Not only the entire building will be 3D printed but everything inside it too. For this project the Chinese company WinSun Global was chosen to do the job.
Although the Chinese company has extensive expertise in building large 3D building parts, it was only for custom building modules in China that couldn't be fabricated in the more traditional ways. 3D printing entire buildings is a completely different job that requires new and bigger infrastructure complete, of course, with the massive printers themselves.
Dubai expects WinSun to finish its project of a small complex of several 2,000-square-foot multi-use buildings faster than conventional building times. The building site is located in a busy intersection in the middle of Dubai, so haste and efficiency is a key requirement. WinSun Global plans to use a combination of reinforced concrete, fiber reinforced plastic and glass fiber reinforced gypsum to print the walls and internal structures of the buildings.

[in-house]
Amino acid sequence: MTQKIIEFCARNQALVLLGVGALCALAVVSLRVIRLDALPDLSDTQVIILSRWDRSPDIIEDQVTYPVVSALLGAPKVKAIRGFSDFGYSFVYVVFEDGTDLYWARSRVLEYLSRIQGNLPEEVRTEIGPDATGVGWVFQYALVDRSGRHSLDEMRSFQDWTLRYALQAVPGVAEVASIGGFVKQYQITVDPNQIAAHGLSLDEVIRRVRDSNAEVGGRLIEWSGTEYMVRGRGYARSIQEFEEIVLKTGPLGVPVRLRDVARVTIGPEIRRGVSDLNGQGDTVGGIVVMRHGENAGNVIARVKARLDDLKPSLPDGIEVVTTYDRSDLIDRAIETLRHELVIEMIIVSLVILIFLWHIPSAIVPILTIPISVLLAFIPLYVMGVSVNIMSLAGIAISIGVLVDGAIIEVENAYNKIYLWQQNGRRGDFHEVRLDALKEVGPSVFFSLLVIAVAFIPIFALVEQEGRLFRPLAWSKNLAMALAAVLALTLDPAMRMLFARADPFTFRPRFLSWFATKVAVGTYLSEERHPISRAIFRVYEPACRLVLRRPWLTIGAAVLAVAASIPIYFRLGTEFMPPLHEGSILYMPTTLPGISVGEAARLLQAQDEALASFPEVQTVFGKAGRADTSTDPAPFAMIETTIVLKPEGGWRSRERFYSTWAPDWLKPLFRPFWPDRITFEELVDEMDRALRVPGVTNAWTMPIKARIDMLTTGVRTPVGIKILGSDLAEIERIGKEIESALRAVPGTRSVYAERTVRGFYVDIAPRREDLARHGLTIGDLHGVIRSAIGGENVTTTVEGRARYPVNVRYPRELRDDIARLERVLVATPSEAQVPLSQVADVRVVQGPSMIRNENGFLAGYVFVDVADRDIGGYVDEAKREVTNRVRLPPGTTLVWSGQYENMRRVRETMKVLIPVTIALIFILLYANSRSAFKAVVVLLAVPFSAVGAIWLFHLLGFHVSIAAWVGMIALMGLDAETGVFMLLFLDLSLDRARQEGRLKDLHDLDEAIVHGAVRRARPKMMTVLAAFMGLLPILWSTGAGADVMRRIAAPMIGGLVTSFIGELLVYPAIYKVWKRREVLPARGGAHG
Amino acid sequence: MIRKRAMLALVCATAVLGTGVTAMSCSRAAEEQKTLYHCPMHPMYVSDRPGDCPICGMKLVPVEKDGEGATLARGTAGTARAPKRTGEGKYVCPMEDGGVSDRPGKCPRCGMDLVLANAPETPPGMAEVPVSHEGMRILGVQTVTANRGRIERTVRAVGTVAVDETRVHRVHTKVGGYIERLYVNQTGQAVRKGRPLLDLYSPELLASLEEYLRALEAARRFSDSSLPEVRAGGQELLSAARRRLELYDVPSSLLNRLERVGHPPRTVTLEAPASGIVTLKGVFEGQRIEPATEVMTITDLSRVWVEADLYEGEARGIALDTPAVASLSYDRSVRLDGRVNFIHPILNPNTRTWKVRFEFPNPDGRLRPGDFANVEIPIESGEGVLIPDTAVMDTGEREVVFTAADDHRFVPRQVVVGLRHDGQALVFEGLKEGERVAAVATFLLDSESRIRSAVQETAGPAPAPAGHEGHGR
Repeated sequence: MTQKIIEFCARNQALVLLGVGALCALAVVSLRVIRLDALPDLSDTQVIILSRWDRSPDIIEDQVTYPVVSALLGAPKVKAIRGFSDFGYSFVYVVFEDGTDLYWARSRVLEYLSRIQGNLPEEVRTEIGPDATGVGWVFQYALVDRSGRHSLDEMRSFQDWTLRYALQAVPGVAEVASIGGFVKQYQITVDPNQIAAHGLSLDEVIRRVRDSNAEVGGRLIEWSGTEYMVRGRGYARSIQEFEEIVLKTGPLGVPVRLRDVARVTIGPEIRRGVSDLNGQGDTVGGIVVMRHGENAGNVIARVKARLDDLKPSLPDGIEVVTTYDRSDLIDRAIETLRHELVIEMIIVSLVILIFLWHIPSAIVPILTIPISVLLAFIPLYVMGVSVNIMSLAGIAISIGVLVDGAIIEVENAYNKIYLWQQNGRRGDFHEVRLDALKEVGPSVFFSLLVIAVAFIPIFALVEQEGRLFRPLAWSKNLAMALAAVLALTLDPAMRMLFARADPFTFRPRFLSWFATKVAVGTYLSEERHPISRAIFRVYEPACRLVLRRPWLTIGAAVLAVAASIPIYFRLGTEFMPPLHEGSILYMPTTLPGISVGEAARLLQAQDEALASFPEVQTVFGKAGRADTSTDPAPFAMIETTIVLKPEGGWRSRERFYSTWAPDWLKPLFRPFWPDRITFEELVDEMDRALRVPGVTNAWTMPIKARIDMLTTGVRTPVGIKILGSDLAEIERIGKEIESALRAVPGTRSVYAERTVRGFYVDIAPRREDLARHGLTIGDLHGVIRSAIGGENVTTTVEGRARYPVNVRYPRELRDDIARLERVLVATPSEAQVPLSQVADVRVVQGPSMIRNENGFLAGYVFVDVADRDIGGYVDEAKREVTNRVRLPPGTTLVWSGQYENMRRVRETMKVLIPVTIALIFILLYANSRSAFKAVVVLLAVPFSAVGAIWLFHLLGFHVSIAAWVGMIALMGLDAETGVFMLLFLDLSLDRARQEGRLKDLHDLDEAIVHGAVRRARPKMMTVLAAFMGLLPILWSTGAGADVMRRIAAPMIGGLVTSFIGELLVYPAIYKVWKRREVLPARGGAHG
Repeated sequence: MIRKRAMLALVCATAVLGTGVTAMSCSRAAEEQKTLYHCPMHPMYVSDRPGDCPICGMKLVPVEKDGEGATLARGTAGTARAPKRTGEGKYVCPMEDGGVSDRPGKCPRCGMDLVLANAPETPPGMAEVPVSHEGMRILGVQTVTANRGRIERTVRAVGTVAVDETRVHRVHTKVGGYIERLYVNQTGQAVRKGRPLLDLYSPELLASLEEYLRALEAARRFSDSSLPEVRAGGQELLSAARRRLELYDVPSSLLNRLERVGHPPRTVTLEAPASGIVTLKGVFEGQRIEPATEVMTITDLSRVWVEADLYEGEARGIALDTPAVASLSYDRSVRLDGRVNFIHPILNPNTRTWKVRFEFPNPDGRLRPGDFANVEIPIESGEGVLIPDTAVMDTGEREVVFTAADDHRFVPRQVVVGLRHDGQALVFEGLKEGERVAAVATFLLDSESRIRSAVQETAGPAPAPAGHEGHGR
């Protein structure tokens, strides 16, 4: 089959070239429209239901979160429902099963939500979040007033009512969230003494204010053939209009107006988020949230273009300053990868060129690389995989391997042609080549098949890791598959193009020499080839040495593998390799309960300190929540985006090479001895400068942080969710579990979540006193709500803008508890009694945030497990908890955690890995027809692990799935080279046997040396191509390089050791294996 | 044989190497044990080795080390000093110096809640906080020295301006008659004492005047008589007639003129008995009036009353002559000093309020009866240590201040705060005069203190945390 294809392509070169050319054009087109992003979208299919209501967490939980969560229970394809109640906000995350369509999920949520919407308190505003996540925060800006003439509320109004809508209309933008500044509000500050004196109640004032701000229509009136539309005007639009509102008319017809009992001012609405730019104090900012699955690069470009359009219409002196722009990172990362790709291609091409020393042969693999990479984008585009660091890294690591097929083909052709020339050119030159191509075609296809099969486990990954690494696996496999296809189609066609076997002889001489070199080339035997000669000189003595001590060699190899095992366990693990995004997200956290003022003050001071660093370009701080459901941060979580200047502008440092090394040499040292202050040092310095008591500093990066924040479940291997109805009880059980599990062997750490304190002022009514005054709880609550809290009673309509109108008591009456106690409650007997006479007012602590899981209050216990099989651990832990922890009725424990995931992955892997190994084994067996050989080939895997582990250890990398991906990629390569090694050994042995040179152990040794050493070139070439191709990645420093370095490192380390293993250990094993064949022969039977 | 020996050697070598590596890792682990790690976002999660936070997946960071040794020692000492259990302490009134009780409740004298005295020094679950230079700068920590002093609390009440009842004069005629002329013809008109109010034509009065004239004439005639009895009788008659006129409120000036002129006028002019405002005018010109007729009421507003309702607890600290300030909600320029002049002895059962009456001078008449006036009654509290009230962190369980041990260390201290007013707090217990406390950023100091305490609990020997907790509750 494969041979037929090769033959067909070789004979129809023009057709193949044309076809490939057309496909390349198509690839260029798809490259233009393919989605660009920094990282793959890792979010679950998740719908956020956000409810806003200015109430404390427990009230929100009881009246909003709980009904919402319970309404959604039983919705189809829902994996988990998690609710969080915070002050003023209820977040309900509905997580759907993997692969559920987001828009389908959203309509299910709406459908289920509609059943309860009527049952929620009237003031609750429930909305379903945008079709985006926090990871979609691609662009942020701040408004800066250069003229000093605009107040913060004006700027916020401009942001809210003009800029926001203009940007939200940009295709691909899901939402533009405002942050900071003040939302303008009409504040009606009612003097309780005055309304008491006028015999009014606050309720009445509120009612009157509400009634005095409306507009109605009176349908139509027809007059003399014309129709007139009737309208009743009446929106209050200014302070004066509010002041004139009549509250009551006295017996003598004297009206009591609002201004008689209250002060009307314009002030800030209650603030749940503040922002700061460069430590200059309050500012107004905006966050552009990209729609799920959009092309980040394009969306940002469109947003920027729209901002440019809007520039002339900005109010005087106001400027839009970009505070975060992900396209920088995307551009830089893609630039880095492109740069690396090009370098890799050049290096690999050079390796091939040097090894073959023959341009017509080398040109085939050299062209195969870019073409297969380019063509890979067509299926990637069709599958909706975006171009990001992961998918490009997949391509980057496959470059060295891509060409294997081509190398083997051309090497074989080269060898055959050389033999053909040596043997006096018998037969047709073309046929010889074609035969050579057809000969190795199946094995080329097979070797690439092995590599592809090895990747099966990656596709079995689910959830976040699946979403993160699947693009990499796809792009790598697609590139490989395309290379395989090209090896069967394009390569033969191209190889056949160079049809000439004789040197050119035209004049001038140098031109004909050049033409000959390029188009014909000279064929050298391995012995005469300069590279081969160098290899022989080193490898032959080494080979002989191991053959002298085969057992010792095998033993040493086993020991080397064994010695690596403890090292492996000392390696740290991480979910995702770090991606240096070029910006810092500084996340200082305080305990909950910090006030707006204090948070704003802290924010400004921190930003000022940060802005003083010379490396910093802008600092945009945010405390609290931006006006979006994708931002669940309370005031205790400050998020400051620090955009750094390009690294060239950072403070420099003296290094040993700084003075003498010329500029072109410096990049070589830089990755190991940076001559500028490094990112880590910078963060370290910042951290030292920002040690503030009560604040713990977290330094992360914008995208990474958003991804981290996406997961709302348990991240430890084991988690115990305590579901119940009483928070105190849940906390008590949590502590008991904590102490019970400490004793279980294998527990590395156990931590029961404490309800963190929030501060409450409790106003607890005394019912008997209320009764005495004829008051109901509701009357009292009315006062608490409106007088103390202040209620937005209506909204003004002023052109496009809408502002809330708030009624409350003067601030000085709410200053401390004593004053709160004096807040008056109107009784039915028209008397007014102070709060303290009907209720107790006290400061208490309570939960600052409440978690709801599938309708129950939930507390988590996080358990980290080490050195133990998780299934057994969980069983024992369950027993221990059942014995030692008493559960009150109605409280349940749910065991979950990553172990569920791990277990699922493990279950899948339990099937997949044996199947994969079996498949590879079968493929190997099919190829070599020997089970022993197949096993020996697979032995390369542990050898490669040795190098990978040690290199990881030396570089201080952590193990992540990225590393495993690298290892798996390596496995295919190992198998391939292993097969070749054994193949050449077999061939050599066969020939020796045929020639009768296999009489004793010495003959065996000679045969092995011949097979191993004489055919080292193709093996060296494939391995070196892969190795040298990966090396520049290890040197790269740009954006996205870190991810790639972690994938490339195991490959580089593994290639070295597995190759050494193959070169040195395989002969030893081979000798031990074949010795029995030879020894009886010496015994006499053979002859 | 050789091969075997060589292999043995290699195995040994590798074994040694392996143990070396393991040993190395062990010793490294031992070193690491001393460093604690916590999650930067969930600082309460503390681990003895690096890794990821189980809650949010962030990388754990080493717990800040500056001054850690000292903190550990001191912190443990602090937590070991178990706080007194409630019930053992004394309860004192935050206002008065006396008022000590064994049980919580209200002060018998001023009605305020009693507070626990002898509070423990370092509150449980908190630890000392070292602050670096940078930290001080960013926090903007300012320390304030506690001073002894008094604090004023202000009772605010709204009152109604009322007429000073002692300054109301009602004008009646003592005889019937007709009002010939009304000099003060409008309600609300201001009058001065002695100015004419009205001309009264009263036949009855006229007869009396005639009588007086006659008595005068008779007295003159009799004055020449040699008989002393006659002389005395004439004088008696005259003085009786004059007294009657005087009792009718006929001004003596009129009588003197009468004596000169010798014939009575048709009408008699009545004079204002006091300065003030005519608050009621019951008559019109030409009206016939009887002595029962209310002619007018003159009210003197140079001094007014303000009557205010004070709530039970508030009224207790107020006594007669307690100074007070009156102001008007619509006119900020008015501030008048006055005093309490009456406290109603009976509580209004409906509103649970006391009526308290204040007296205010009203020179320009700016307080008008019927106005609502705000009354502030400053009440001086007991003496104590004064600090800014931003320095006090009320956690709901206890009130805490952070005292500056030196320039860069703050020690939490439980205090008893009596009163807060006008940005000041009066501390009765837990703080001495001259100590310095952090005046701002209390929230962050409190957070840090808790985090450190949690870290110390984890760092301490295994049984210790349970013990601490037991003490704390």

Cost labors are also expected to be massively reduced by 50% to 80% compared to traditional building costs, that's great for companies and construction firms, not so great for jobs in the area.
This is a good way to test how we could actually change building practices and have the project of our dreams with less hassle and more importantly with less money. Although authorities in Dubai want to project this as a thing of the future, giving futuristic looks to its building complex, this technique could be applied on any project of any shape and size, ultimately having the potential of changing the way we build things in the future. Unfortunately, jobs will have to suffer.